Francis Kenna ('K')

Francis Kenna (1865-1932)

Free radical, or chardonnay socialist?

The story of Francis Kenna shows the dilemma faced by historians. If contemporary sources cannot agree on a character, how can we find the facts now?

Francis Kenna SLQ Image

A good number of facts about his life are undisputed. Kenna was born in Maryborough in 1865, and was educated at the State School there. After completing his education he worked variously as a teacher, in the State Lands office, and, from 1884, as a telegraph operator for the Queensland Post and Telegraph Office. One of his early poems echoes with the sound of the telegraphist’s morse keys:

Pattering and pattering and tirelessly clattering,

Swifter than ever the swift winds blow,

                                                    From The Telegraph

His poetry began to appear in Australian Journals from 1885, and by the early 1890s, he was a regular contributor to the Sydney Bulletin. One of his best remembered poems comes from that time:

I am tired of reading prattle of the sweetly-lowing cattle

Stringing out across the open with the bushmen riding free;

I am sick at heart of roving up and down the country droving,

And of alternating damper with the salt-junk and the tea.
                                                          From Banjo of the Overflow

His view of the bush was definitely unromantic, his outlook proletarian. From1899 -1902, he edited the Queensland left wing newspaper, The Worker. In 1902, he was elected as the Labour member for Bowen in the Queensland Parliament. But in 1907 Kenna and 22 other members of the Labour party defected with their leader William Kidston to form a coalition government. This was the first great Labour party split, and Kenna was in the middle of it.[1]

Kenna left Parliament in 1909, and returned to journalism, working in Charters Towers, Bangalow, and at Southport, before returning to Brisbane. Late in his life, he became a regular columnist for the Brisbane Courier, one of the predecessors to the present-day Courier Mail. His columns there showed he maintained sympathy for the working man to the last:

The workman lifts his busy pick,

And swings it high and drives it in,

And who and what the gazers are

It matters not to him a pin.

                      From Man digging in Queen Street[2]

Kenna continued publishing poetry throughout his life, but only published two books of verse, Songs of a Season, (1895) and Phases (1915). Belinda McKay, perhaps uncharitably, calls the first of these books, ‘slight poems in the Celtic twilight tradition’[3]. First, in some of the poems there is a political theme that is not simply nationalist or federalist in spirit:

Singers to thunder at thronings of kings-

“What of the hungry and what of the sore?”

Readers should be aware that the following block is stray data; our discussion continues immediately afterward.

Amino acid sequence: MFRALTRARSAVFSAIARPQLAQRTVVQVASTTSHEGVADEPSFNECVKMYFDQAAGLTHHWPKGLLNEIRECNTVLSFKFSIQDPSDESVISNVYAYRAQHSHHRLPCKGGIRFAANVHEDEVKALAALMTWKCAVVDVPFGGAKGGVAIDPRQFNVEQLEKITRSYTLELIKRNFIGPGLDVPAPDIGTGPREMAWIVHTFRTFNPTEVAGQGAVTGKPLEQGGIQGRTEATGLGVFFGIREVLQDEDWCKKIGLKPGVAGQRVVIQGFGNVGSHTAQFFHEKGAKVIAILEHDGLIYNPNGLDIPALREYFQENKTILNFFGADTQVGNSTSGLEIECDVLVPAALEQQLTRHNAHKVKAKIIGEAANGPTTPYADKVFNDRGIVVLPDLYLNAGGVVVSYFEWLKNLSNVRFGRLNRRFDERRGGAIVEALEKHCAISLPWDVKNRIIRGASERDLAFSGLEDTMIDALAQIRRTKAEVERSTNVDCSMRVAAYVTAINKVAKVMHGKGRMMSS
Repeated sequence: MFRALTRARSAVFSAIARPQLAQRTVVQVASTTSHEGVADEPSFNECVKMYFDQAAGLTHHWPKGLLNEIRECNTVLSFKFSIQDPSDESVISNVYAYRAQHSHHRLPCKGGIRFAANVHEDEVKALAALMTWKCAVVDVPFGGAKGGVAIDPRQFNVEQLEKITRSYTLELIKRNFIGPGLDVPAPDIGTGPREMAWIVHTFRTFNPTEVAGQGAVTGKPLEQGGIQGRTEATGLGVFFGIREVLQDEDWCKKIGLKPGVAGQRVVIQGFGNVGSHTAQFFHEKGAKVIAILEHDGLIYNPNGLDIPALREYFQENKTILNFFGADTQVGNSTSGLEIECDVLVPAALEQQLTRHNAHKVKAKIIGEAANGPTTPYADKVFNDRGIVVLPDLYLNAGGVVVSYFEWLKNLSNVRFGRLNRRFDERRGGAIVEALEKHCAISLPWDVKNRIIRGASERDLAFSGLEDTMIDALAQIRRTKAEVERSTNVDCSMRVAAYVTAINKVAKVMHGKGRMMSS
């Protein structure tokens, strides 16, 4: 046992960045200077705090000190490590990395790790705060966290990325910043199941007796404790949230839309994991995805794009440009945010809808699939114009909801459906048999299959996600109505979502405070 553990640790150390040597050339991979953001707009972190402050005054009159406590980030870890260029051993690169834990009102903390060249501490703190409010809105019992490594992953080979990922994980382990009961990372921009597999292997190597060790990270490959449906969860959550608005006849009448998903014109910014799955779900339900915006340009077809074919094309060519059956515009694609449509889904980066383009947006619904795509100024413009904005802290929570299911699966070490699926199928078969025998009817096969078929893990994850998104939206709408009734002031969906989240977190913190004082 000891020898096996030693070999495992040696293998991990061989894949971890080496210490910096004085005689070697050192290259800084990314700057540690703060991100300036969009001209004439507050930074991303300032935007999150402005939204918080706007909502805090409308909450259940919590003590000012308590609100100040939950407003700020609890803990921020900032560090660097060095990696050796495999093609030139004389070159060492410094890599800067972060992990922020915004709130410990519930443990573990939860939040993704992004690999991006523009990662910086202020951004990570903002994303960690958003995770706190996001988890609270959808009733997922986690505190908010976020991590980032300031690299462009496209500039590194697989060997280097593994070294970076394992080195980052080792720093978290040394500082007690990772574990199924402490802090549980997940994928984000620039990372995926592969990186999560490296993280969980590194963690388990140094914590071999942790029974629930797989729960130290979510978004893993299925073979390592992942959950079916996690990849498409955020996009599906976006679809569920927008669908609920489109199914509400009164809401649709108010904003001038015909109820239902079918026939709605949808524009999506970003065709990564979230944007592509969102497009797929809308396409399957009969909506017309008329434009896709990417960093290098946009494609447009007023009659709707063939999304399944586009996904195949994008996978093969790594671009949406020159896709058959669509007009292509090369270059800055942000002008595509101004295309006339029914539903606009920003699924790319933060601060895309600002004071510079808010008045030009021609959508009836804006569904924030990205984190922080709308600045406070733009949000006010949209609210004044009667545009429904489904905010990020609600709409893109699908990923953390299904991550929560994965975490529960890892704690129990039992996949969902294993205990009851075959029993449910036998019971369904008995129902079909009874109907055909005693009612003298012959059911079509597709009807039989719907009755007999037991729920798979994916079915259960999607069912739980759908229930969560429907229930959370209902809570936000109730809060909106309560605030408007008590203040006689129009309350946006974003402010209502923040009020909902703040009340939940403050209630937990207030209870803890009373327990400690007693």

This is the need of the world as it swings.

                                 From A Villanelle

But at a time when so many poets were romanticising the landscape, it is the absence of a physical connection to the landscape that it interesting about these poems. Instead there is a kind of disconnection from the physical, a fascination with the inner world that contrasts with much of the poetry of the time.  For example, Ten of Us, which I have reprinted on this site, reminds one of EE Cummings’ All in green my love went riding:

And three of us stayed at the edge of a wood,

Where the bevy of beckoning women stood:

Leaving of all the ten, but me,

Riding alone to the distant sea.

When he died, in 1932, both sides of politics tried to claim Kenna as their own. The Courier wrote that in ‘his politics Mr Kenna had a decided tendency towards complete independence’ and quoted some of Kenna’s recent verse to support their views[4]. By contrast, the Worker quoted a late piece of Kenna’s pro-proletarian verse, and noted that though he had withdrawn from the Labour movement a quarter of a century before:

his intimates knew that he always regretted his action, and at heart he remained a democrat hopeful to see the working class movement make progress against all obstacles[5]’.

Which side was he on? To try to answer that question now would be to speculate. Then we would need to speculate on the value of that speculation. It’s best to read the poems for their own sake. 

Best book to buy: Kenna, Francis, Songs of a Season, Melbourne, Melville, Mullen, and Slade, 1895.

[1]  Murphy, Denis, William Kidston, in the Australian National Dictionary of Biography, accessed 4 August 2012.

[2] Brisbane Courier, 27 December 1930, p6

[3] McKay, B., Natural Imaginings, the literature of the hinterland, in Buckridge, P. and McKay, B., By the Book, Brisbane, University of Queensland Press, 2007, at p 98.

[4] Brisbane Courier, 24 June 1932, p13.

[5] The Worker, 29 June, 1932, p3.